New York must take steps to reduce medical costs and the amount of litigation involved with auto accidents to reduce insurance rates in Brooklyn and elsewhere, according to the American Insurance Association.
“People in Brooklyn are 75 percent more likely to file an injury or liability claim than the statewide average and the cost of each claim is 60 percent greater, showing higher attorney involvement, greater reliance on soft tissue injuries and greater use of diagnostic tests. All of this has created significant problems for insurers in managing the risk environment and for consumers in paying the necessarily higher insurance premiums,” said David Snyder, AIA vice president and assistant general counsel, in testimony at a joint hearing conducted this week by the Assembly Insurance Committee and the Brooklyn Borough President.
AIA offered several solutions for the problem, including the following: the implementation of medical management tools to reduce the amount of overutilization and fraud; making policies with lower no-fault limits available to consumers (the current minimum no-fault benefit of $50,000 is the third highest in the nation); reducing litigation by updating the verbal threshold and other steps and increasing anti-fraud and accident prevention efforts.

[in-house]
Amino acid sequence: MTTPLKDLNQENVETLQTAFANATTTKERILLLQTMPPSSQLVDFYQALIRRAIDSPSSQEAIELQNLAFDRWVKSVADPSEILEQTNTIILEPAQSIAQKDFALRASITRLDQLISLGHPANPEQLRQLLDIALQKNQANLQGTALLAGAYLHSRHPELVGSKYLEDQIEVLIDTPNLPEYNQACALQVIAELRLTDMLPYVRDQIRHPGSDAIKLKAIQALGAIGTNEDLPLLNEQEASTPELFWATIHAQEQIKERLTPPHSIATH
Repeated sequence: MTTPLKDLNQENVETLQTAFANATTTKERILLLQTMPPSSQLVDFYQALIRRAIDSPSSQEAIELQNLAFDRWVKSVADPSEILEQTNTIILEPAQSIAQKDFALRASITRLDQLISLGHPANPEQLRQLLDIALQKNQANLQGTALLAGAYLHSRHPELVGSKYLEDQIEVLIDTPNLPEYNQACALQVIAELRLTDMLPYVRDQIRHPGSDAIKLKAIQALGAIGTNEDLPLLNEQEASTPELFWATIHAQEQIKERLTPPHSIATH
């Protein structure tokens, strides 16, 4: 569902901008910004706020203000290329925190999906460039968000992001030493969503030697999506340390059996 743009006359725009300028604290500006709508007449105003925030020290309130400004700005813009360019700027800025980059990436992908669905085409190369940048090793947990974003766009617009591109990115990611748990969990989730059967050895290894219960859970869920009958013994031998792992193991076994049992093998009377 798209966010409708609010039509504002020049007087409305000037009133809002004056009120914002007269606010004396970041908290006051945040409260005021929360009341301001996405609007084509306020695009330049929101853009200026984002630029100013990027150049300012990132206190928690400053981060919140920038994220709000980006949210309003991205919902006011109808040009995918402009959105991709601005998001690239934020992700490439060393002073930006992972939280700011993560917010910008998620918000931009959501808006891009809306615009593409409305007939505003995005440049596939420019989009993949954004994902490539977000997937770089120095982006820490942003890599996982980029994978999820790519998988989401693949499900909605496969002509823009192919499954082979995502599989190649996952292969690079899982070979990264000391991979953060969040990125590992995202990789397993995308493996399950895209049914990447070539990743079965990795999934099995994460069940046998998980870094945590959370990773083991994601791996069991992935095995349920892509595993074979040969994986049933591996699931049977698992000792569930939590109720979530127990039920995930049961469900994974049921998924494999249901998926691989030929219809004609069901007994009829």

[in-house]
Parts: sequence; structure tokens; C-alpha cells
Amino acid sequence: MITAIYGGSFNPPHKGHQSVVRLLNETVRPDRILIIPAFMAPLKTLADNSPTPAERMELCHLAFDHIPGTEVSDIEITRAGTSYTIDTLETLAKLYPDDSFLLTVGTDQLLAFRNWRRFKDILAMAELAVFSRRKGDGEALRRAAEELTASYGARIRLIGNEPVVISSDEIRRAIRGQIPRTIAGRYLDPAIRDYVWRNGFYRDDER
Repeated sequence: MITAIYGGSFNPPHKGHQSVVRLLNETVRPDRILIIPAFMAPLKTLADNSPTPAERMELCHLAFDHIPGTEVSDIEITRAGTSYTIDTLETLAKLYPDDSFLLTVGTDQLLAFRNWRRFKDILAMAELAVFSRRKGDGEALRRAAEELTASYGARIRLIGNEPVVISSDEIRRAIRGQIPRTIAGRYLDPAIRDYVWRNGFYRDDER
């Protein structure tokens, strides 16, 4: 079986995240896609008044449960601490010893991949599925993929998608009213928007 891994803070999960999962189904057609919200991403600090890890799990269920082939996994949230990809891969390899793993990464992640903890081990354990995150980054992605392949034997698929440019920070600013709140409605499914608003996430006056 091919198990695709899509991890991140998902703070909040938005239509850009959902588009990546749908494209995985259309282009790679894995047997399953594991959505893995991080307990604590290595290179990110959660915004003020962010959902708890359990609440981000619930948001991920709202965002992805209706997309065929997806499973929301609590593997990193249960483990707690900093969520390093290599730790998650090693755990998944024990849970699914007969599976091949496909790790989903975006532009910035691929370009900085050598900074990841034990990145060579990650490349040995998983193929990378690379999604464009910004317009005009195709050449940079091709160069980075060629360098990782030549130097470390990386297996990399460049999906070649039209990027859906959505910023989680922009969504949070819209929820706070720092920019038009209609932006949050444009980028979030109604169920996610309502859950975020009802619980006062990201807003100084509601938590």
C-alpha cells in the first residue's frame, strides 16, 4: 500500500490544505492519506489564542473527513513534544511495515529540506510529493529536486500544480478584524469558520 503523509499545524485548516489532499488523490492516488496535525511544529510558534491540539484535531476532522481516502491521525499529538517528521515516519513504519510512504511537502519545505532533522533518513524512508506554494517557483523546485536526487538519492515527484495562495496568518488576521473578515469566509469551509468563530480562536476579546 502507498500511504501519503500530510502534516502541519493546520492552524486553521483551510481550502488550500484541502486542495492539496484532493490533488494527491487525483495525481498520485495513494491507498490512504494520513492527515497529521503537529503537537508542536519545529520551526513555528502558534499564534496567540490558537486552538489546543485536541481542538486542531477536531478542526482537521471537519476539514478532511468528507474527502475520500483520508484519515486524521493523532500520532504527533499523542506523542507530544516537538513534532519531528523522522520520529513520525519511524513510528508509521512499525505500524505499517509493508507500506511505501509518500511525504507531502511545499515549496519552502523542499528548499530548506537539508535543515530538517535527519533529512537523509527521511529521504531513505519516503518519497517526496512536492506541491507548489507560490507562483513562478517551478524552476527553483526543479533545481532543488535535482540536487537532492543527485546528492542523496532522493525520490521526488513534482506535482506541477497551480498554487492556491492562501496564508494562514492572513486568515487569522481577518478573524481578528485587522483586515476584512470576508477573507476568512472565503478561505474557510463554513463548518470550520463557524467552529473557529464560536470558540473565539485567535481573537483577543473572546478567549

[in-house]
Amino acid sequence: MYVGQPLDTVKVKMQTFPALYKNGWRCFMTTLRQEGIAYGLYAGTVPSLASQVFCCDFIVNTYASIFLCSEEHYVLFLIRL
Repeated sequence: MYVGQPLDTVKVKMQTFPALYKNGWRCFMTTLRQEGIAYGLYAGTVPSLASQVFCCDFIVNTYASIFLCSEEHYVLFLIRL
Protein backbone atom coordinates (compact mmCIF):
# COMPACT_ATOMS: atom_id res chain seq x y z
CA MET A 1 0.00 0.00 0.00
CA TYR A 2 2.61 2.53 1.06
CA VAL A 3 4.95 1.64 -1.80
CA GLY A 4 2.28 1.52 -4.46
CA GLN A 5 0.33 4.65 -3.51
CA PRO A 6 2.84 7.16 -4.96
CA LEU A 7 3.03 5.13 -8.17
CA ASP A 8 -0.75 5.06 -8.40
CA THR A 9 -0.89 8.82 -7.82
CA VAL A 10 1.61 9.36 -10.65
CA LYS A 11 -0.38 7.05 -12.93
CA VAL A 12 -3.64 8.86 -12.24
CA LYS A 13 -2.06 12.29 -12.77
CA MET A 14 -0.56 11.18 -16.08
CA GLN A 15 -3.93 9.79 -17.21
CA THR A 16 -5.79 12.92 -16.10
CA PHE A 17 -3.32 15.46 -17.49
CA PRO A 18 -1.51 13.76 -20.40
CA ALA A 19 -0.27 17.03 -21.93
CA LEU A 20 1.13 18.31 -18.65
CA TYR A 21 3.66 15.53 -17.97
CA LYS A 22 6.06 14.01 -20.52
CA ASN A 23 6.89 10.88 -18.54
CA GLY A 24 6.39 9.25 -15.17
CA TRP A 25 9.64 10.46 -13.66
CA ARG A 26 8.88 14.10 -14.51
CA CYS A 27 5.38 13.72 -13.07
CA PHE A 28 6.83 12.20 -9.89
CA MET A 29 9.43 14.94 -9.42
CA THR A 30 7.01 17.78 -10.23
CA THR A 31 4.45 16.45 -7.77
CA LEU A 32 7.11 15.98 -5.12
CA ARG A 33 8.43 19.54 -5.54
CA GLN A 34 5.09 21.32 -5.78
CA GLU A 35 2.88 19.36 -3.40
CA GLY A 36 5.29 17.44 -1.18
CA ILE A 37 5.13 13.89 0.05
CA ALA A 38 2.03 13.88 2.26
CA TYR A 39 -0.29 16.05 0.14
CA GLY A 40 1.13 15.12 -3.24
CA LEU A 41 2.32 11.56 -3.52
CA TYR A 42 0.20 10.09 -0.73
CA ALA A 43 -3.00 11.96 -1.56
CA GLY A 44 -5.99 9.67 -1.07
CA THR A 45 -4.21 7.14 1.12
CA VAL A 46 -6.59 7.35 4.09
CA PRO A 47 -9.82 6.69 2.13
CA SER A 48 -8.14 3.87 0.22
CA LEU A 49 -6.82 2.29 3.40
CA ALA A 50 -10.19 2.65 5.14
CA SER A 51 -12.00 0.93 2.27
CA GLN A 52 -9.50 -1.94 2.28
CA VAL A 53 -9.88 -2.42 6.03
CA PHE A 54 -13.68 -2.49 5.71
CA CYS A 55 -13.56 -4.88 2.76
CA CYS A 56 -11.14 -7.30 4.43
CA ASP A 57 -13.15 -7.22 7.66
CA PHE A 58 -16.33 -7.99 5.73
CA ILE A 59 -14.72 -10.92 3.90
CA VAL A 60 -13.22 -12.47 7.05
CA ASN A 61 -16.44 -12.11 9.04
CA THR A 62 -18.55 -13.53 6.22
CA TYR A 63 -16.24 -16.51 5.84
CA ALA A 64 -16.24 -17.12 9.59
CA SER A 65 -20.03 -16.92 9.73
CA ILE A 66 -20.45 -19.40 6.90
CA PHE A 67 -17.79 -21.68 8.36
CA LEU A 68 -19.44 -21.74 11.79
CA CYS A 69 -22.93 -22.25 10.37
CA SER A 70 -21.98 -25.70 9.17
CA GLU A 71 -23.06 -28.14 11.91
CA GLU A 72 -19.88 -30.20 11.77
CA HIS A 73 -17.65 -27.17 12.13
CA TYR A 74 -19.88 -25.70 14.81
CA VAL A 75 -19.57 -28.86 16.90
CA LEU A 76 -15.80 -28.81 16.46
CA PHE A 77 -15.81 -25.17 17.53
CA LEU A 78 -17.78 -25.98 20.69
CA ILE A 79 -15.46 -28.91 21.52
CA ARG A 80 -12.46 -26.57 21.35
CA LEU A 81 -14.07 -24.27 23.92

AIA also urged the elected officials to embrace policies that would reportedly increase competition among insurers, including competitive rate regulation and allowing broad use of credit-based insurance scores. And to avoid anti-competitive proposals that would increase bureaucracy and politicize rate-setting.
“Less competition means fewer choices for consumers and potentially higher than necessary prices. Further, when markets are tight, it is imperative to do those things that will encourage capital investment, not discourage it,” added Snyder.
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